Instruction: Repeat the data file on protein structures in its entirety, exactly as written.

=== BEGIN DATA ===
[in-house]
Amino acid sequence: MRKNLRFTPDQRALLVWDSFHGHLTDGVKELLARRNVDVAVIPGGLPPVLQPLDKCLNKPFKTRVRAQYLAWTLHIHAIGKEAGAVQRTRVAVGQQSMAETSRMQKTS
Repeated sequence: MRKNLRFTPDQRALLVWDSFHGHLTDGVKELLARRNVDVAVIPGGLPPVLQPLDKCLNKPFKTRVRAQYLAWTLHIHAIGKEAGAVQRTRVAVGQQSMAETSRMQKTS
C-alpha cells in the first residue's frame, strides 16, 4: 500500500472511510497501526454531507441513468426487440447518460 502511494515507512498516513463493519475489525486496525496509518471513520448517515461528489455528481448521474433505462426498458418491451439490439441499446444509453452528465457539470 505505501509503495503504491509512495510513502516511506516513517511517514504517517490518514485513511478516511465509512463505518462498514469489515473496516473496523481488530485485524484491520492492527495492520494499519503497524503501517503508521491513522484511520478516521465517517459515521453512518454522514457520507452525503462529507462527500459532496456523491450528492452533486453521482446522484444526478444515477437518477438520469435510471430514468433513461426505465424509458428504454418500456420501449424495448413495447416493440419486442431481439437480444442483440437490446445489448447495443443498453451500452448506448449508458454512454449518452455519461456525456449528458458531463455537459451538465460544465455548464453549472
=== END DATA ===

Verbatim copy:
[in-house]
Amino acid sequence: MRKNLRFTPDQRALLVWDSFHGHLTDGVKELLARRNVDVAVIPGGLPPVLQPLDKCLNKPFKTRVRAQYLAWTLHIHAIGKEAGAVQRTRVAVGQQSMAETSRMQKTS
Repeated sequence: MRKNLRFTPDQRALLVWDSFHGHLTDGVKELLARRNVDVAVIPGGLPPVLQPLDKCLNKPFKTRVRAQYLAWTLHIHAIGKEAGAVQRTRVAVGQQSMAETSRMQKTS
C-alpha cells in the first residue's frame, strides 16, 4: 500500500472511510497501526454531507441513468426487440447518460 502511494515507512498516513463493519475489525486496525496509518471513520448517515461528489455528481448521474433505462426498458418491451439490439441499446444509453452528465457539470 505505501509503495503504491509512495510513502516511506516513517511517514504517517490518514485513511478516511465509512463505518462498514469489515473496516473496523481488530485485524484491520492492527495492520494499519503497524503501517503508521491513522484511520478516521465517517459515521453512518454522514457520507452525503462529507462527500459532496456523491450528492452533486453521482446522484444526478444515477437518477438520469435510471430514468433513461426505465424509458428504454418500456420501449424495448413495447416493440419486442431481439437480444442483440437490446445489448447495443443498453451500452448506448449508458454512454449518452455519461456525456449528458458531463455537459451538465460544465455548464453549472